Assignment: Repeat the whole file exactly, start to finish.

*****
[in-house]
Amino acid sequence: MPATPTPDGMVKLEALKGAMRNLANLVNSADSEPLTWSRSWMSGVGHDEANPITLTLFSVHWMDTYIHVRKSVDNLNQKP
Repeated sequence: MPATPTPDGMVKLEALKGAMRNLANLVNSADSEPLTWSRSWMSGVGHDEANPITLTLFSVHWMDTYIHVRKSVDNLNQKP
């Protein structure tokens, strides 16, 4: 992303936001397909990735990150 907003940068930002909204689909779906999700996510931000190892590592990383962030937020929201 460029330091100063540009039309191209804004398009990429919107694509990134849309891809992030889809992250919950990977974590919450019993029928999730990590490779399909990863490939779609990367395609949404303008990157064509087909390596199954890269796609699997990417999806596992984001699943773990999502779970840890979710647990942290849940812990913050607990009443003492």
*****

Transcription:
[in-house]
Amino acid sequence: MPATPTPDGMVKLEALKGAMRNLANLVNSADSEPLTWSRSWMSGVGHDEANPITLTLFSVHWMDTYIHVRKSVDNLNQKP
Repeated sequence: MPATPTPDGMVKLEALKGAMRNLANLVNSADSEPLTWSRSWMSGVGHDEANPITLTLFSVHWMDTYIHVRKSVDNLNQKP
């Protein structure tokens, strides 16, 4: 992303936001397909990735990150 907003940068930002909204689909779906999700996510931000190892590592990383962030937020929201 460029330091100063540009039309191209804004398009990429919107694509990134849309891809992030889809992250919950990977974590919450019993029928999730990590490779399909990863490939779609990367395609949404303008990157064509087909390596199954890269796609699997990417999806596992984001699943773990999502779970840890979710647990942290849940812990913050607990009443003492």